This blog is part of a two-part guide on how to prep for and run a successful kickoff meeting. Head here for part one.
Let’s look at each of these in detail:
A good way to set the stage is by providing some initial context and outlining the client’s high-level goals. Next, introduce your key team members. This is the time to highlight your team’s diverse skills and relevant experience. If your team has worked on similar projects before, make sure to weave this into the conversation. It’s a great idea to let people speak for themselves, but we recommend prepping them beforehand with some key talking points.
Aligning the teams clearly on the top goals of implementation goes a long way in establishing a framework for all subsequent decisions made in the project. It’s important to remember that project team members are more invested when they can understand how their work is impacting their company and their individual functions.
To build this investment, it is important to help the entire customer team see value and ROI - for the company and individual functions/teams. Quite obviously, this is more effective when it comes from their own management/leadership.
Make sure that the project champion and sponsor articulate the goals and the value for each function and team. The best way for this is for them to demonstrate and establish the quantitative value unlocked by hitting the project goals and metrics.
While a kickoff meeting isn’t about the specifics of task management, showcasing the project blueprint in an easily consumable fashion to the whole team shows both - your commitment to delivery and your attention to detail building confidence and trust.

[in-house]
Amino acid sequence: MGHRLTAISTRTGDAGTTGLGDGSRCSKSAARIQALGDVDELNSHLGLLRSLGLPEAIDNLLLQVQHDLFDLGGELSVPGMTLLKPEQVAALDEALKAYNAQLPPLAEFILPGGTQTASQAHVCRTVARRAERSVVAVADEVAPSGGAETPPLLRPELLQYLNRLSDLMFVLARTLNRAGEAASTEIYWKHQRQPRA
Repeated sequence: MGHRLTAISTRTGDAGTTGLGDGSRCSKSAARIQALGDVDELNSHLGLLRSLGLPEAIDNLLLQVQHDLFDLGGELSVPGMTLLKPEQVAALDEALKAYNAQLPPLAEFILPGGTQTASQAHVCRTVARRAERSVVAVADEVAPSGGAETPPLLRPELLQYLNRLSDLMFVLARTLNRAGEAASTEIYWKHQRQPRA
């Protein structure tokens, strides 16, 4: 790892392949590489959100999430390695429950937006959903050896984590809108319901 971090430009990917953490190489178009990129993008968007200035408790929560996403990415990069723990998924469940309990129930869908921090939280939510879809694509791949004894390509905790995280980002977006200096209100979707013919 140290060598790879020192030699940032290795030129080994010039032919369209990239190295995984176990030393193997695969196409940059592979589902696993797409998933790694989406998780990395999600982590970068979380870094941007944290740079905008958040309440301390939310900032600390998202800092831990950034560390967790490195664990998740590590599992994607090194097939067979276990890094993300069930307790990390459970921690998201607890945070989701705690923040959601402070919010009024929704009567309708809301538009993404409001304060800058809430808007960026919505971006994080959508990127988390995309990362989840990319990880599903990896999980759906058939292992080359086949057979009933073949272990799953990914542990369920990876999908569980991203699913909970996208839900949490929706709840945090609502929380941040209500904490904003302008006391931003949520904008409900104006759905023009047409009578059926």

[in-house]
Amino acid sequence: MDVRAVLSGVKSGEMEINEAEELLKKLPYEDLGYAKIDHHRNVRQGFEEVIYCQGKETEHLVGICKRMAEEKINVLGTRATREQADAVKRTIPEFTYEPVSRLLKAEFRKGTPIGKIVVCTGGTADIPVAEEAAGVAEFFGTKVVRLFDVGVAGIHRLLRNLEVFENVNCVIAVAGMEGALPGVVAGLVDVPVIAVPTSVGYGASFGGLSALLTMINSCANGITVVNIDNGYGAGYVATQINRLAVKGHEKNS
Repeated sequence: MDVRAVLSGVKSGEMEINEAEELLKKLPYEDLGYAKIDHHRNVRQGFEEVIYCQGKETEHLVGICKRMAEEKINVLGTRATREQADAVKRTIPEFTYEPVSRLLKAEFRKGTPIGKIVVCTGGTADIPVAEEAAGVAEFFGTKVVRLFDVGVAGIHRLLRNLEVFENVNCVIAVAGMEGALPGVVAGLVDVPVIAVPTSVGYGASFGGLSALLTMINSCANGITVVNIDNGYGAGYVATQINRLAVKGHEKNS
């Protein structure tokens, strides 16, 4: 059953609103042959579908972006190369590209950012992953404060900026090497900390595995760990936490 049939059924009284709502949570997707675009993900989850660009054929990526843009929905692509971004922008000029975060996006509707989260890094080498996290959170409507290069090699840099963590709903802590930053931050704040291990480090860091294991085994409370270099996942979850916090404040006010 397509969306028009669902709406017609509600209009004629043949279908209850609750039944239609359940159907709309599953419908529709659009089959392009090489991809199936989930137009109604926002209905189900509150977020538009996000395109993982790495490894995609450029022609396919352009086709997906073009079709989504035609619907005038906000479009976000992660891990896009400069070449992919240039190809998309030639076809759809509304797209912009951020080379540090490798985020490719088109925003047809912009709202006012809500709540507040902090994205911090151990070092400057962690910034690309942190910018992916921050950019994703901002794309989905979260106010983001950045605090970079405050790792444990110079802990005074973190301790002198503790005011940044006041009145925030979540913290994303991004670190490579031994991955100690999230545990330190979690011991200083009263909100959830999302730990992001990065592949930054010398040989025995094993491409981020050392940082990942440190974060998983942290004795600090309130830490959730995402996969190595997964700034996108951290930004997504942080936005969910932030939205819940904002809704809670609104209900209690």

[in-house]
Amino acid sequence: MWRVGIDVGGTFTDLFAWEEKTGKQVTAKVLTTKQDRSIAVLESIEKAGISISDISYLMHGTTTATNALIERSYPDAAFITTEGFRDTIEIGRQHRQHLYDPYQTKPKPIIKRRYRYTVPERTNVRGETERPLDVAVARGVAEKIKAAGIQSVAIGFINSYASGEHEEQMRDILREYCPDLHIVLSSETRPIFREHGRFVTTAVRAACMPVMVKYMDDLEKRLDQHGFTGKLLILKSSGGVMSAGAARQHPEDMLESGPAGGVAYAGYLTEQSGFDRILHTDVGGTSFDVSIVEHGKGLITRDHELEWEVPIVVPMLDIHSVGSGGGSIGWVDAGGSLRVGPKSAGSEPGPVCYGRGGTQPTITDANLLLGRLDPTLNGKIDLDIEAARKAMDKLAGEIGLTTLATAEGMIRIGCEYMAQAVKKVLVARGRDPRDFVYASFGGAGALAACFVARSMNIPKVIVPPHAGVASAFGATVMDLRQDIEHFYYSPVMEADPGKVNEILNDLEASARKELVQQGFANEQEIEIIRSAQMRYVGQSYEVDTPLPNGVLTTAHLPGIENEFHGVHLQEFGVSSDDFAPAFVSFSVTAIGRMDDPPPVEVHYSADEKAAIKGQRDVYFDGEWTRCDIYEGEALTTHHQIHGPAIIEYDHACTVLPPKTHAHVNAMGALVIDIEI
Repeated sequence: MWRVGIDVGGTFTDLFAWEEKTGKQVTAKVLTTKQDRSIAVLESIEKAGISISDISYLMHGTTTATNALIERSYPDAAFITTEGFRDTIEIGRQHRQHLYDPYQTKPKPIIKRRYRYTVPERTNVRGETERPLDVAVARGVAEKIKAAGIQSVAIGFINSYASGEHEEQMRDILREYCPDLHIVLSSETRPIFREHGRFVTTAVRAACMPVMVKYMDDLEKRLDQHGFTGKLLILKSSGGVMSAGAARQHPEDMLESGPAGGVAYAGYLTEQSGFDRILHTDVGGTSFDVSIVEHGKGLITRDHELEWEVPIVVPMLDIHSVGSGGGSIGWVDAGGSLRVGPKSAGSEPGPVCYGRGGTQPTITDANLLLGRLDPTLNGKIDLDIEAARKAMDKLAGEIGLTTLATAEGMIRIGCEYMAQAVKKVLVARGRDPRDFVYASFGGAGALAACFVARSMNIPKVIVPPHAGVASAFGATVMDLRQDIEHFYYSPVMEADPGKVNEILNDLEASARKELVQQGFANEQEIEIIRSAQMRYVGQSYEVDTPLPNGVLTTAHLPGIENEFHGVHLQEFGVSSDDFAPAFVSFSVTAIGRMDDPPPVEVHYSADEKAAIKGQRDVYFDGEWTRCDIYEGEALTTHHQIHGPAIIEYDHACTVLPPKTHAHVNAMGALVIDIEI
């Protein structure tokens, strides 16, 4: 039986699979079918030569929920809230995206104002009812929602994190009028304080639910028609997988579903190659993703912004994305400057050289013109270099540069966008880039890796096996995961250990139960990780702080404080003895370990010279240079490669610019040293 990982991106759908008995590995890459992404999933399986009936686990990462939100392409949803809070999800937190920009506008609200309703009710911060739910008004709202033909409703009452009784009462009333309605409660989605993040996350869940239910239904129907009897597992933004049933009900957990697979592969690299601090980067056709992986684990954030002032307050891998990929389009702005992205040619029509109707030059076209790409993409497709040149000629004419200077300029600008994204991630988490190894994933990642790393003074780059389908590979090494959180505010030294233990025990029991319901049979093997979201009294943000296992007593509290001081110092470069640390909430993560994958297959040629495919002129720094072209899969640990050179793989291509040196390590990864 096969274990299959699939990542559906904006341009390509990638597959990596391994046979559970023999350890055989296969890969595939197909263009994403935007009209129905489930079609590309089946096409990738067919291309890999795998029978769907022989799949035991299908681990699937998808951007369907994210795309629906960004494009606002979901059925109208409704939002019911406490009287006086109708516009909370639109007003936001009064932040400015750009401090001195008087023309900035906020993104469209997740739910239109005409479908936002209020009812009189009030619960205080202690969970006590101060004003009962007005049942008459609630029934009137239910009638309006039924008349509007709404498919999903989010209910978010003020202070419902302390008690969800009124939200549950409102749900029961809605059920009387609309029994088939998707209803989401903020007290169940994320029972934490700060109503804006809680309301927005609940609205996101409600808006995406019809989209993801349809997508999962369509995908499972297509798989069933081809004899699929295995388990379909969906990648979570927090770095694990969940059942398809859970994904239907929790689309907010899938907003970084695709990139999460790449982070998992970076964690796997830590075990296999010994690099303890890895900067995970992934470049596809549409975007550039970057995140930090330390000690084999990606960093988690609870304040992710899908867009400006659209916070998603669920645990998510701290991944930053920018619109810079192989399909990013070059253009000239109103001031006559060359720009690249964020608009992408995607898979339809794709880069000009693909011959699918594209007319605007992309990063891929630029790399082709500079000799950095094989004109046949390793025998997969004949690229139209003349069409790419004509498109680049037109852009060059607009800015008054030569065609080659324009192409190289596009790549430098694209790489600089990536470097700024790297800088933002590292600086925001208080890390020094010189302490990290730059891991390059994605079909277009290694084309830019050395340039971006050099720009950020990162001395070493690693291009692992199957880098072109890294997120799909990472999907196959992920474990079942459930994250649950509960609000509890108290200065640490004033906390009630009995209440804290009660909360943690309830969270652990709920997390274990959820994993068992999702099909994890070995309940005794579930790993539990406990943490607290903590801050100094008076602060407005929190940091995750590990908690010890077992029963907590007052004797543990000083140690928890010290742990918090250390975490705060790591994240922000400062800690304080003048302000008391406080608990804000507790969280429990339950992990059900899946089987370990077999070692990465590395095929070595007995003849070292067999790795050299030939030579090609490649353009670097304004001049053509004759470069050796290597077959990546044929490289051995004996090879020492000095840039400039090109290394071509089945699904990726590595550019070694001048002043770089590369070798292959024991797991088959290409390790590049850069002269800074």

This also helps drive home the point that "3 months to going live" is not wishful thinking, but is driven by a clear methodology that needs their involvement. To start off, keep the discussion high-level and cover the broader schedule, milestones, and any key decision-making stages.
Tip: At this stage, we recommend that you keep open to some changes to the original plan.
Now is a good time to set expectations in terms of not just delivery but also your team’s availability and response time.
Use this time to discuss how you will track and communicate progress and document/resolve issues. It’s important to see that you don't overwhelm your clients at this stage - a new project is daunting as it is without having to worry about managing multiple platforms and tools. We highly recommend using a platform that combines collaboration, tracking, reporting, and communication.
You can showcase your approach to project management, and how you identify with scenarios where you are blocked or the project timelines are in danger. Since the steering meeting is set up, the time is right to understand how both parties will deal with change requests or increases to the scope.
While it’s a good opportunity to discuss risks and issues, steer the conversation to understand how they’ve dealt with these scenarios in the past. This will help you understand their response to risk and where you should be most mindful throughout the project’s lifecycle.
From both ends, identify and discuss the key players and decision-makers in the project. Discuss the process and personnel for signing off deliverables. For decision-making, the DACI (Driver, Approver, Contributor, Informed) framework is a good place to start. You could identify the key responsibilities for activities planned for the first week after the kickoff using this framework to drive home this understanding.